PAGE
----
On Thursday, Rep. Tom Tancredo (R-Colorado) gave a speech at the Heritage Foundation to announce what he called a “new strategy for controlling illegal immigration.” This “new strategy” is in fact a political tactic for achieving his old policy goals of enforcement-only reform, deportation by “attrition,” and protection of “Anglo-Protestant values.” The “new strategy” is to embrace the localities adopting Hazleton-like anti-immigrant ordinances.
If Congress does not enact key enforcement provisions to achieve border security and immigration law enforcement, proponents of the enforcement strategy will carry to all 50 states and into thousands of local communities. Illegal aliens will begin to self-deport as more and more states adopt measures to discourage residence and employment by illegal aliens.
If the Senate rejects the enforcement-first approach by refusing to enact serious enforcement legislation this year, advocates of border security and immigration law enforcement should move to a new strategy – a strategy aimed at local initiatives in lieu of federal action. If we can’t get the federal government to do what it’s supposed to do, we have to turn to states and local communities to help us.
This new strategy will be called simply “Enforcement Works.”
“It’s been the White House that’s been out of step with the mainstream of the Republican Party, not Tom Tancredo,” said Tancredo, who just last week was singing “Dixie” with neo-Confederates in South Carolina. The congressman offered praise to the Minuteman Project, which he said “demonstrated to the world the flow of aliens across the border can be controlled by physical presence at the border,” and he said that immigrants from Mexico live in “cultural enclaves,” preventing their assimilation, and warned of a coming “civil war” and economic collapse in Mexico due to political strife following that country’s recent elections – and of a “larger exodus” of Mexicans to the U.S. Because of this threat, he said, “the notion of discussing any amnesty or new guest workers becomes more absurd every minute.”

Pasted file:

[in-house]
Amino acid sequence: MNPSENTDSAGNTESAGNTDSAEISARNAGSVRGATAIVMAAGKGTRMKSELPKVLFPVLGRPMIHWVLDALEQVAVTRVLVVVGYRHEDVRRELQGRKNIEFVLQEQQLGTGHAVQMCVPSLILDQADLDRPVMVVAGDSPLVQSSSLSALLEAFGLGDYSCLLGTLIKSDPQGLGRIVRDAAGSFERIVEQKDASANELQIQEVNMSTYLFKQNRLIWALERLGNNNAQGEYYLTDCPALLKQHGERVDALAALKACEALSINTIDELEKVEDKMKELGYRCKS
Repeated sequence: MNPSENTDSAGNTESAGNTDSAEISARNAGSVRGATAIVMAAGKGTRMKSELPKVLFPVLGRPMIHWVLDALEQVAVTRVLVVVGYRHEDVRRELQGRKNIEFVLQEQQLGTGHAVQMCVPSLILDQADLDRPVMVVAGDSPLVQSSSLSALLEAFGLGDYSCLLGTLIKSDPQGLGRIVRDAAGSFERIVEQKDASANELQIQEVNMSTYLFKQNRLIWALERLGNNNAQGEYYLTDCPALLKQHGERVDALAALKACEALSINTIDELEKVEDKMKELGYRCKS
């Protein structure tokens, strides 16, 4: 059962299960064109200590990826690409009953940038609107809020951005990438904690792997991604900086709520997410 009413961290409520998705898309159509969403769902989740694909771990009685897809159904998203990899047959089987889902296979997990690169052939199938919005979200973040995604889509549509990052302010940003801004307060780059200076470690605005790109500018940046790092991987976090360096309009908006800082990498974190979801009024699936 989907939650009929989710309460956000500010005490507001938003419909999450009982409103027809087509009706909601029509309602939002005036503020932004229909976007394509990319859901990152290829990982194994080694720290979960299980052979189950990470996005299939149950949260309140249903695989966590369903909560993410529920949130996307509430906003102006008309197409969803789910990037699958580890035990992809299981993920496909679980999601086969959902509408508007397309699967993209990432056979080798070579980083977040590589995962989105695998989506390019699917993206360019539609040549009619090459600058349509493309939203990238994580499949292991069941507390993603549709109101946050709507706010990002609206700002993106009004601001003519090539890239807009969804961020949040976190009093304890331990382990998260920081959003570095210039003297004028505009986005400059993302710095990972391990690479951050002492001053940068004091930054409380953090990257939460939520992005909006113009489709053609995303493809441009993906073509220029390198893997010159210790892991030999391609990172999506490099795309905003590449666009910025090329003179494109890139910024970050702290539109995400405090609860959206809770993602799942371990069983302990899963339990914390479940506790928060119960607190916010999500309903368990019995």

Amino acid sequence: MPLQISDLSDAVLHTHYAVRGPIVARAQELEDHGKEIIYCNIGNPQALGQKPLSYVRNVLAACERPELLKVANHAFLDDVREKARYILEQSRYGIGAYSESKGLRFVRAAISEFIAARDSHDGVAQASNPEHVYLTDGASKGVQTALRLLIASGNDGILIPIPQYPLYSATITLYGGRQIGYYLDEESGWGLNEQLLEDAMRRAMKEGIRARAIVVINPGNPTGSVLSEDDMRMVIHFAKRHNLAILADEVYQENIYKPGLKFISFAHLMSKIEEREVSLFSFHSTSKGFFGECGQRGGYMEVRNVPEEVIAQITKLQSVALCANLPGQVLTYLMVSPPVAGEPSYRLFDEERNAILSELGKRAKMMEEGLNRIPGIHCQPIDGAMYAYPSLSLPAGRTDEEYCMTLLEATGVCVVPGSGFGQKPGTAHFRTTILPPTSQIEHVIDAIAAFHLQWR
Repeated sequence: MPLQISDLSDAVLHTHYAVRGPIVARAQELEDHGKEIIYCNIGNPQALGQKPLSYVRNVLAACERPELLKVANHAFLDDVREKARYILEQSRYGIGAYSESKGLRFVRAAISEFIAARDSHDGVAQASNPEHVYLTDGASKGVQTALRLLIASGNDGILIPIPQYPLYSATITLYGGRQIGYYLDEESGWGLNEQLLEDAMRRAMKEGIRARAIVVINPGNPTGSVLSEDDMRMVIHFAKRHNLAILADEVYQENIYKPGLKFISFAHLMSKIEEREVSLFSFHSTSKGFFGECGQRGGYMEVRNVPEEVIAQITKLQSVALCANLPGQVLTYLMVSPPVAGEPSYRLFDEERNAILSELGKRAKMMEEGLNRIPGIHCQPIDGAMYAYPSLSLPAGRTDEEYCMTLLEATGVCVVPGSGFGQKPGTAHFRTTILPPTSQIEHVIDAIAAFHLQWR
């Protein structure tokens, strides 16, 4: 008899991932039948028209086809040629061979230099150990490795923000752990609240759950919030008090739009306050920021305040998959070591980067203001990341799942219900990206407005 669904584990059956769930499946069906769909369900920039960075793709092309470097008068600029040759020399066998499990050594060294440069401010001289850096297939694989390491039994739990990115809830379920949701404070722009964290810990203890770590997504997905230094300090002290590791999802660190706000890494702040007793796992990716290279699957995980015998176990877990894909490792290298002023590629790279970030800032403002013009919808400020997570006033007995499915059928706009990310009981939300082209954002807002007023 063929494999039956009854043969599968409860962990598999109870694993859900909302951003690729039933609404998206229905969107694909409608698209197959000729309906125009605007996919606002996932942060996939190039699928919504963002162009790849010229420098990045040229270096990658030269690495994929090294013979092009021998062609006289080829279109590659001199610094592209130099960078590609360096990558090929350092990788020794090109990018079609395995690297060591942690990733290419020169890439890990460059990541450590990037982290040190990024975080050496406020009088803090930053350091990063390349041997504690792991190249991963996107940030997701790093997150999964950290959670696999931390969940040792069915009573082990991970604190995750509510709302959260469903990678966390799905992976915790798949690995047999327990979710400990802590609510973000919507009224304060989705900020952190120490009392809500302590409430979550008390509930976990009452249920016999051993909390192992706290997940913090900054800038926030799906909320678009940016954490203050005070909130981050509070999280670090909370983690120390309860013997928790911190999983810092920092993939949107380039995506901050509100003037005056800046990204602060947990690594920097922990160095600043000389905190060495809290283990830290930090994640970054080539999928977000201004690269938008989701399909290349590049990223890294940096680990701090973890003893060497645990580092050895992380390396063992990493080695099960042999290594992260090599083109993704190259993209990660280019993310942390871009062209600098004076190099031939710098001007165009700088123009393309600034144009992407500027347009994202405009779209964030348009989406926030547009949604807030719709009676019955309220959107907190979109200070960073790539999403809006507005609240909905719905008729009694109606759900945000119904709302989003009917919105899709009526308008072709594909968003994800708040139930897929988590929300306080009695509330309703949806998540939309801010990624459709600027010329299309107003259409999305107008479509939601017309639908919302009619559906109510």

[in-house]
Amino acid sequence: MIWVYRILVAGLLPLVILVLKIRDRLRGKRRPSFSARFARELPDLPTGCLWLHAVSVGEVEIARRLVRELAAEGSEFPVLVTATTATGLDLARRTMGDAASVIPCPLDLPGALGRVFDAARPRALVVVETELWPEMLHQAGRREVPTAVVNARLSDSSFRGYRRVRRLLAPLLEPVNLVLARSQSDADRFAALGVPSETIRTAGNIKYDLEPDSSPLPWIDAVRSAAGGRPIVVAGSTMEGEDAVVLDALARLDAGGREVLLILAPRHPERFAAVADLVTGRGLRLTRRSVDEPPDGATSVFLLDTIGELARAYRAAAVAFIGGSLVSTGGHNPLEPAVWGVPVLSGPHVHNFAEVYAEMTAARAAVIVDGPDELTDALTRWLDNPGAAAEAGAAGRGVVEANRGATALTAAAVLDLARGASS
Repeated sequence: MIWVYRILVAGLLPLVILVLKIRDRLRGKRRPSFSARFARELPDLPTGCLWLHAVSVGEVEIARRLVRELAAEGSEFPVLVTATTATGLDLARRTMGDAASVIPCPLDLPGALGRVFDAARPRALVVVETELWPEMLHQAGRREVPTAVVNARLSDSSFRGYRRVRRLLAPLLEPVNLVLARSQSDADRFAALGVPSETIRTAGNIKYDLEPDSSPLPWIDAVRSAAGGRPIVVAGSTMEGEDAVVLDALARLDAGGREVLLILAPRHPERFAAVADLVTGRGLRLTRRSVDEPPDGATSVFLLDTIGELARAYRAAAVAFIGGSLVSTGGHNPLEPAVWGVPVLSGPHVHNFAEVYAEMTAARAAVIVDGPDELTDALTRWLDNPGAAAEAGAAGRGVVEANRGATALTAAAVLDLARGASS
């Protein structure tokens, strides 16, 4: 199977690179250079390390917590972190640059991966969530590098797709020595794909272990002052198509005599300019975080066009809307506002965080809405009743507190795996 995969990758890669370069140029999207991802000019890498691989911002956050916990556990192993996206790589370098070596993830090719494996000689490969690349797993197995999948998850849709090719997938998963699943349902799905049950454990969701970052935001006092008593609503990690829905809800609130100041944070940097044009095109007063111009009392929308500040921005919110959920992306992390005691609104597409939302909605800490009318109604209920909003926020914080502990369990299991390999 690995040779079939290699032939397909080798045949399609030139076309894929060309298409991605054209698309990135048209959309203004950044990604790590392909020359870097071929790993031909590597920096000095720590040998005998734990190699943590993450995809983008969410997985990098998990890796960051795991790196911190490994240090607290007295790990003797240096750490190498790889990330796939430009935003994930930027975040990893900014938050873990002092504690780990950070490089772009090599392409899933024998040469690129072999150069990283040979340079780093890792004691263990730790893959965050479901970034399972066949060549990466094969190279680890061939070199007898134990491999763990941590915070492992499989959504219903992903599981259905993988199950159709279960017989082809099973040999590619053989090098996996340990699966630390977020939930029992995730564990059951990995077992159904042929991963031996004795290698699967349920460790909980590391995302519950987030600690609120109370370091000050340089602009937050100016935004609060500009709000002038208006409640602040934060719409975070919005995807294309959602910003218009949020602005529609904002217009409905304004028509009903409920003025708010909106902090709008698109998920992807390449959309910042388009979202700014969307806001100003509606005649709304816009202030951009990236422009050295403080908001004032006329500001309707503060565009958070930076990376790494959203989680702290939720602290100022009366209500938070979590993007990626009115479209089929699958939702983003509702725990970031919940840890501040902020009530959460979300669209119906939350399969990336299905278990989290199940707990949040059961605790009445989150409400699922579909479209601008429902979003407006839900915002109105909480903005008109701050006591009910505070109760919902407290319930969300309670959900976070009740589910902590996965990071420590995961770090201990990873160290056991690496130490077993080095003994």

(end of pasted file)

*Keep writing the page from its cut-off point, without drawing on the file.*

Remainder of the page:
But while Tancredo explicitly avowed that policymakers must completely separate the issue of border enforcement from the issue of resolving the status of immigrants in the country, he was just as clear that his intent was to deport all “illegal aliens” – first through “attrition,” by denying them housing, jobs, and any social services, and then through enforcement.
When people say to me, and they do all the time, I hear this constantly—people go up, and tell me, they go, “Hey listen, what are you going to do with all the people who are presently in the country illegally? There’s 15 to 20 million – you can’t deport them.” And then they go on. Right. And I say “Hold it! Why not?” [laughter] I mean, why not? Now, you may not want to. You may have political reasons why it’s difficult. You will see every single night on television somebody’s family being torn apart somebody, you know … all that’s true. But don’t just go – don’t make that leap and go, “Well, you can’t deport them.” Because you can. Heh-heh. It is the truth, you can. We could do that. Now we may certainly choose not to, and there are other options that are probably even easier.